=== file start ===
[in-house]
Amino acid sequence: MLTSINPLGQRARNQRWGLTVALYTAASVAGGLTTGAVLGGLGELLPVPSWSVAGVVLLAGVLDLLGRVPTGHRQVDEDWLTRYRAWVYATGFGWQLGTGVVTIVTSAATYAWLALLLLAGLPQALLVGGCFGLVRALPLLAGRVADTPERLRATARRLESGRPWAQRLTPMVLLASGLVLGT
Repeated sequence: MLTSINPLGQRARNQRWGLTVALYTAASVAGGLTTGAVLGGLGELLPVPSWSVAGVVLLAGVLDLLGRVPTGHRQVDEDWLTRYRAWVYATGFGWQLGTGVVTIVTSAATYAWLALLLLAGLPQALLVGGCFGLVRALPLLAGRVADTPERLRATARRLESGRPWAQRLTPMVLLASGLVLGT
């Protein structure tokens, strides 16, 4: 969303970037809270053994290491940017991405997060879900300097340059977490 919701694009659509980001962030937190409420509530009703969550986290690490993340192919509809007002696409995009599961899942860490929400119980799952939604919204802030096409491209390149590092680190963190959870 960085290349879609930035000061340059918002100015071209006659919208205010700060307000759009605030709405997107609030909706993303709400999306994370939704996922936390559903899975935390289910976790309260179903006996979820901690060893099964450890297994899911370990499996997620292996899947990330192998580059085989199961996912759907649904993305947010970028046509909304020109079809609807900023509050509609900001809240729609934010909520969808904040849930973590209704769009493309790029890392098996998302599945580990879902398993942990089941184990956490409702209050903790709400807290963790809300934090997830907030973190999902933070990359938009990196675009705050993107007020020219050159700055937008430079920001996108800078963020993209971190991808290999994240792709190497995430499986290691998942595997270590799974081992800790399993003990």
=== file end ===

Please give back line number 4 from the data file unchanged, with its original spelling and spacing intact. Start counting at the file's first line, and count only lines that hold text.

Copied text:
């Protein structure tokens, strides 16, 4: 969303970037809270053994290491940017991405997060879900300097340059977490 919701694009659509980001962030937190409420509530009703969550986290690490993340192919509809007002696409995009599961899942860490929400119980799952939604919204802030096409491209390149590092680190963190959870 960085290349879609930035000061340059918002100015071209006659919208205010700060307000759009605030709405997107609030909706993303709400999306994370939704996922936390559903899975935390289910976790309260179903006996979820901690060893099964450890297994899911370990499996997620292996899947990330192998580059085989199961996912759907649904993305947010970028046509909304020109079809609807900023509050509609900001809240729609934010909520969808904040849930973590209704769009493309790029890392098996998302599945580990879902398993942990089941184990956490409702209050903790709400807290963790809300934090997830907030973190999902933070990359938009990196675009705050993107007020020219050159700055937008430079920001996108800078963020993209971190991808290999994240792709190497995430499986290691998942595997270590799974081992800790399993003990």